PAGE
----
Lung physiology and immune function in children could be protecting them from severe COVID-19

Bindu Akkanti, MD, says getting to the bottom of why most children seem to be spared from severe illness related to COVID-19 could be the key to understanding how to best treat adults. Photo credit: Getty Images

Differences in lung physiology and immune function in children could be why they are more often spared from severe illness associated with COVID-19 than adults, according to pediatric and adult physicians at The University of Texas Health Science Center at Houston (UTHealth) and Baylor College of Medicine, who teamed up to investigate the disparity.

The perspectives paper was recently published in American Journal of Physiology-Lung Cellular and Molecular Physiology.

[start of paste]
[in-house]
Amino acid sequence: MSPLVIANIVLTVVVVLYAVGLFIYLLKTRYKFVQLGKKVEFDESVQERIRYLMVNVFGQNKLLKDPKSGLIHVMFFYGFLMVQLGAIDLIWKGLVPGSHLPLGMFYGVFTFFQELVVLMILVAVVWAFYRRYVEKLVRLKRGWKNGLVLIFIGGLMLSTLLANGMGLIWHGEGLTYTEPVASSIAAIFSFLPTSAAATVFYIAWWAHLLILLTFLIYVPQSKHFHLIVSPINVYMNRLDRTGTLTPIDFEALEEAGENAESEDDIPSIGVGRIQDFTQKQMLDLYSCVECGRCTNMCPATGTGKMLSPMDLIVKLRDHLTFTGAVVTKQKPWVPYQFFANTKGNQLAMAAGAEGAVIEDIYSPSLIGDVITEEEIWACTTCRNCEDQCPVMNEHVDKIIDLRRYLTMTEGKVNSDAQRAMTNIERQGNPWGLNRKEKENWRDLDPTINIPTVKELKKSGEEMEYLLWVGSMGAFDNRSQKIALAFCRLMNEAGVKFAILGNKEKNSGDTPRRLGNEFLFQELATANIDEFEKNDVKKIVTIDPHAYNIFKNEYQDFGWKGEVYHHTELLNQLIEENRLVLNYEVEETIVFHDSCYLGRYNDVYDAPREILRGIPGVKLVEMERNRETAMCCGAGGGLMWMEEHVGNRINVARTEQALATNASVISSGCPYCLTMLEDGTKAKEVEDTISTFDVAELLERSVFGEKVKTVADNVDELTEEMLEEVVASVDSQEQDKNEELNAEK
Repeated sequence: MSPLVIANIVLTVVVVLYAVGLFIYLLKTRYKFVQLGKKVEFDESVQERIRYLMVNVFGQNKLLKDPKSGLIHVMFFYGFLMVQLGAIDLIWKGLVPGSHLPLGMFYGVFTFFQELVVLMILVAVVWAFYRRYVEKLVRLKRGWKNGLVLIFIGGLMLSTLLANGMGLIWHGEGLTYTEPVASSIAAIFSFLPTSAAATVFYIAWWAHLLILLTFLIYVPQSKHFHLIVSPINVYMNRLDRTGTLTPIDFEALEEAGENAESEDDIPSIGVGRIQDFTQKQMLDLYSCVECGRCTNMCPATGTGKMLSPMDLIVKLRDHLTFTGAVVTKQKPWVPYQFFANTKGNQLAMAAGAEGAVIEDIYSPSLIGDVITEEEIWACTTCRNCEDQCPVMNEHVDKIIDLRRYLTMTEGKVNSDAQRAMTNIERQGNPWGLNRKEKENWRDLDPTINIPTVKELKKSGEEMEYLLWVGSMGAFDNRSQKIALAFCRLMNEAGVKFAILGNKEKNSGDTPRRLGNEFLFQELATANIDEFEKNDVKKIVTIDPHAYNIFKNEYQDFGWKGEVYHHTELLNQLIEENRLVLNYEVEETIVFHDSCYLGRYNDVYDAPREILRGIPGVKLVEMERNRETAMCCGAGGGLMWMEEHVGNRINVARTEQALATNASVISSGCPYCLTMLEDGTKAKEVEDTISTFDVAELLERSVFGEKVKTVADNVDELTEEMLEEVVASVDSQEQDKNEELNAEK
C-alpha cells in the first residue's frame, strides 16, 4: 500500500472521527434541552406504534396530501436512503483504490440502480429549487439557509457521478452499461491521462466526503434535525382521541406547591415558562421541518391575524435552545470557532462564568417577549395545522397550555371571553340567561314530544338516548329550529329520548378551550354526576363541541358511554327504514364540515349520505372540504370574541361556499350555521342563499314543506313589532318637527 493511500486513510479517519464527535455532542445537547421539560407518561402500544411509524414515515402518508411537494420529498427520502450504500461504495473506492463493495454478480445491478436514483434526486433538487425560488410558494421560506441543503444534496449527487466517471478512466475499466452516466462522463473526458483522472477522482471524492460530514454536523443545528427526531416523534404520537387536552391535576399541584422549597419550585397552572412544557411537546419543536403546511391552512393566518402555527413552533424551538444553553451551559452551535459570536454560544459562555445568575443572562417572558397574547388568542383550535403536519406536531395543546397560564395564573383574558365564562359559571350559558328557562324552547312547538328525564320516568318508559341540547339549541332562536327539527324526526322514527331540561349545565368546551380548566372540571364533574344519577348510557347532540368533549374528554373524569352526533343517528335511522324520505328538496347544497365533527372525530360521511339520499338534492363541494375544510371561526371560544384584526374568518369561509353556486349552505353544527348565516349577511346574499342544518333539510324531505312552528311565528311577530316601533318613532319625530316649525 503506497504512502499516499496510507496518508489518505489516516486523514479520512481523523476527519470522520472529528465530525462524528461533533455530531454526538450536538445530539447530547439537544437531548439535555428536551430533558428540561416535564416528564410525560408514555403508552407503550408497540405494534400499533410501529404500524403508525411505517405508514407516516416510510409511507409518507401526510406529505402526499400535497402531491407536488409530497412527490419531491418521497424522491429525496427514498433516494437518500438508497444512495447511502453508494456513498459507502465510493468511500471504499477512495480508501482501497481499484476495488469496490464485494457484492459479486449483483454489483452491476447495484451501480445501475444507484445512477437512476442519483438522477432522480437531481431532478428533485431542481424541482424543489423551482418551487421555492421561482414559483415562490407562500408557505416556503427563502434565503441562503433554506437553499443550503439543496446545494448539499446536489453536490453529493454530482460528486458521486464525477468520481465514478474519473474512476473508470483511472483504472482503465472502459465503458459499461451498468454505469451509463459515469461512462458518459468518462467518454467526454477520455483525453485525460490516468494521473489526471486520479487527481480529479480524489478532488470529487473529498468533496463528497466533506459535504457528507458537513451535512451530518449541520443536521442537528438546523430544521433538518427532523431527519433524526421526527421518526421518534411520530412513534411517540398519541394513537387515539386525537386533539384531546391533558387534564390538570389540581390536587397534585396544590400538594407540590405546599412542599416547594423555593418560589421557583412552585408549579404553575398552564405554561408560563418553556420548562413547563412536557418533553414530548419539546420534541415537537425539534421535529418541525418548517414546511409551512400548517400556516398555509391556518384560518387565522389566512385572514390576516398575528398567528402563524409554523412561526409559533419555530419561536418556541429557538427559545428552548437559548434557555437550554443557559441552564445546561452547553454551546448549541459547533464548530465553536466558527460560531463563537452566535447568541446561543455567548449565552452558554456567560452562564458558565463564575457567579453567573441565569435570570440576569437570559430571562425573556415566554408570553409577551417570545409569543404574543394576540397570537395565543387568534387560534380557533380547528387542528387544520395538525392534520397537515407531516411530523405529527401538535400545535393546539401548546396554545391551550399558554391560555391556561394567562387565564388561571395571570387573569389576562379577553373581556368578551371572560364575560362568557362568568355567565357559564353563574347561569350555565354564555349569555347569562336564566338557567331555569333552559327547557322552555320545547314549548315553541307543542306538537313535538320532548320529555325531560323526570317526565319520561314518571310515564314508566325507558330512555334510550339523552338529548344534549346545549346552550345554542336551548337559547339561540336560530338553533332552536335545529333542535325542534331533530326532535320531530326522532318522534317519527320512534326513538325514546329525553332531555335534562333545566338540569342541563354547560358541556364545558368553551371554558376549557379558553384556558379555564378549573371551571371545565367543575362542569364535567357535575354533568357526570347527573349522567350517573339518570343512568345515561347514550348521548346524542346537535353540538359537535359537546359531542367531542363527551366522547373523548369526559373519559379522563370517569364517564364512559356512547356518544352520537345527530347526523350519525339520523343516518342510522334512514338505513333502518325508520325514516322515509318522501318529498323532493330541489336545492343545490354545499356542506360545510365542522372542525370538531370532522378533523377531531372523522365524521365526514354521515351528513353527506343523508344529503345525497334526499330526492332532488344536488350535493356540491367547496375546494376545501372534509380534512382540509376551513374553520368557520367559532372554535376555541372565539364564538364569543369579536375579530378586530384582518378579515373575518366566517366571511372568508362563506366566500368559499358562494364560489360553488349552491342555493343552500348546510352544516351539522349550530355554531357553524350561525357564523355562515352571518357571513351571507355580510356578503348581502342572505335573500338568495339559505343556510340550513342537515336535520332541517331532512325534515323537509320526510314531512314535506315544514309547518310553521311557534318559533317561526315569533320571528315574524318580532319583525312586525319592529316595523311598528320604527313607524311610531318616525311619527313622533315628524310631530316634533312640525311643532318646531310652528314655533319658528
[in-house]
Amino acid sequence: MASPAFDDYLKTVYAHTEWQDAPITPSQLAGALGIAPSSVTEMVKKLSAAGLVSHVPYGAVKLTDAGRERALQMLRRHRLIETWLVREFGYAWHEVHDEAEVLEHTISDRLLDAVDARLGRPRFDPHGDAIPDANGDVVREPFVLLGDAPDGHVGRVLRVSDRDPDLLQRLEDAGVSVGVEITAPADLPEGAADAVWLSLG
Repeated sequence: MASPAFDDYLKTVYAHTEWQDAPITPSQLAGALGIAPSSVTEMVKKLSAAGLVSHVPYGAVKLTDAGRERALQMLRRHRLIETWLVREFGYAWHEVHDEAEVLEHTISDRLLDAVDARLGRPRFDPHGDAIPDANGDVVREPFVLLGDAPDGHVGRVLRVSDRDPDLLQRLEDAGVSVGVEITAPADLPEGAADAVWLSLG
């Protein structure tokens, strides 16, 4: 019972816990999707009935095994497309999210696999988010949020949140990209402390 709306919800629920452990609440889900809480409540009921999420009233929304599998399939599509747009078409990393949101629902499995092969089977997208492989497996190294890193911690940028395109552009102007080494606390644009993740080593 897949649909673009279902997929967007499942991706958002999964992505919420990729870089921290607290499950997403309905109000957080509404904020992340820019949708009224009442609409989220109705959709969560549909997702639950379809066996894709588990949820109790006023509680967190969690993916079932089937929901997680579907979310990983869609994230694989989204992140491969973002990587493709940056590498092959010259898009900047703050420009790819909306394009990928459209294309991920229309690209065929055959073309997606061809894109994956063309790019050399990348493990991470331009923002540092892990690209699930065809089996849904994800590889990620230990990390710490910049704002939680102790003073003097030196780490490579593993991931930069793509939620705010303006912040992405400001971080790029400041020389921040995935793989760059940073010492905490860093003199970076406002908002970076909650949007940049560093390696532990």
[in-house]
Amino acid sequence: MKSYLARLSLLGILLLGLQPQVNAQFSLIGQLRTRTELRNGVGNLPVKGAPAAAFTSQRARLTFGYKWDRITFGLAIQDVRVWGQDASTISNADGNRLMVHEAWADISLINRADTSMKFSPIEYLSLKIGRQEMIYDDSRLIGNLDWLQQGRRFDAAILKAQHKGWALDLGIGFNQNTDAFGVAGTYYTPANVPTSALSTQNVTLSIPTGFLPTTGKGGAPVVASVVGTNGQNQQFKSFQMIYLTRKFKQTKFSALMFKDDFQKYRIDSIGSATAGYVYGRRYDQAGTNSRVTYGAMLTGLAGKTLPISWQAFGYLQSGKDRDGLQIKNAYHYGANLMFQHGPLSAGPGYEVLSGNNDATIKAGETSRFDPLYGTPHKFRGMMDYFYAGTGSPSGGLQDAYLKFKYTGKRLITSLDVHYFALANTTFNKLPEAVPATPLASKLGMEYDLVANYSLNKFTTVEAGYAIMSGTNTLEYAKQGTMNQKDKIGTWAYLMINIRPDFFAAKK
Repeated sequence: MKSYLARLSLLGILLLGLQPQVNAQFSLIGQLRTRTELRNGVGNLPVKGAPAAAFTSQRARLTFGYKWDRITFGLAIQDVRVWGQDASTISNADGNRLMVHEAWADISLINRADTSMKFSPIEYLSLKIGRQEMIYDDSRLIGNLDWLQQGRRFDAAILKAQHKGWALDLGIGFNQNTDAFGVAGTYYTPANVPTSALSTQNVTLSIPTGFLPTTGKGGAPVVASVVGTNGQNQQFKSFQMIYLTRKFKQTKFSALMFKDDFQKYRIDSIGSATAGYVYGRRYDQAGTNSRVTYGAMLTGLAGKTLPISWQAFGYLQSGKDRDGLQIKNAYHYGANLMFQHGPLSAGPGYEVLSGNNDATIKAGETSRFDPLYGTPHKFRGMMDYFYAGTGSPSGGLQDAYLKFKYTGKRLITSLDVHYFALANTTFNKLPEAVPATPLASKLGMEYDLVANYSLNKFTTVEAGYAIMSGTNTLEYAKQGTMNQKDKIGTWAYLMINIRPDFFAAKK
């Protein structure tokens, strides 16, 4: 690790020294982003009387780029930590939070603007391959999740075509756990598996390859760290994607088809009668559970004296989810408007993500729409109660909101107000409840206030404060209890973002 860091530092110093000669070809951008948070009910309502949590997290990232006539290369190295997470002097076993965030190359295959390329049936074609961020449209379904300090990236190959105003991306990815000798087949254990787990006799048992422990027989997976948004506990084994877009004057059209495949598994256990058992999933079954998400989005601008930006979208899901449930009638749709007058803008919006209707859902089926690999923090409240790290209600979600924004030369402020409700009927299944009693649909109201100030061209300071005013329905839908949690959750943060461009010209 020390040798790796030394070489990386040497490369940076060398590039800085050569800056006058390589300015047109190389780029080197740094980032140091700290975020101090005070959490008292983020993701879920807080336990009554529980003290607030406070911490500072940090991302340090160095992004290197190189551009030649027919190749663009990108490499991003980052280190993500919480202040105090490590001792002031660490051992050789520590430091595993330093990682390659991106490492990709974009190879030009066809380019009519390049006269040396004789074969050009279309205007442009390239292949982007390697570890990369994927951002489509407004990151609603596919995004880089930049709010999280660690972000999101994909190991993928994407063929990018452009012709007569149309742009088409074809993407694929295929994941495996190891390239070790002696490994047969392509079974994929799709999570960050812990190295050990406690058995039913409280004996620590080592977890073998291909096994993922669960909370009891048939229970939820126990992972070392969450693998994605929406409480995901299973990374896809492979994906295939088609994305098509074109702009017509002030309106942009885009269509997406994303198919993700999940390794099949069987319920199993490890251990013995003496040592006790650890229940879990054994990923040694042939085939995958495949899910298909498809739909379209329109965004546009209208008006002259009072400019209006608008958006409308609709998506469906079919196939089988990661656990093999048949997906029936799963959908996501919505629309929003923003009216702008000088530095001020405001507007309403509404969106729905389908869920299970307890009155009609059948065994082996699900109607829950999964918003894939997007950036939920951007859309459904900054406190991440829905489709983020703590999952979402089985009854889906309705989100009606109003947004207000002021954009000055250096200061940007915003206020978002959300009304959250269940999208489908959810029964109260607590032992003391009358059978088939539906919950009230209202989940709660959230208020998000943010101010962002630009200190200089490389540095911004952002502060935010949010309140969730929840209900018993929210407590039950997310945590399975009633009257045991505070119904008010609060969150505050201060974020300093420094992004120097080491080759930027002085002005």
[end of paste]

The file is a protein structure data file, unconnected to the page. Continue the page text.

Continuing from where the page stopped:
According to the paper, only about 1.7% of the first 149,082 cases in the U.S. were infants, children, and adolescents younger than 18 years old. Authors noted that children under 18 make up 22% of the U.S. population. Only three pediatric deaths were identified by the Centers for Disease Control and Prevention (CDC) as of April 2020.

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July 7, 2020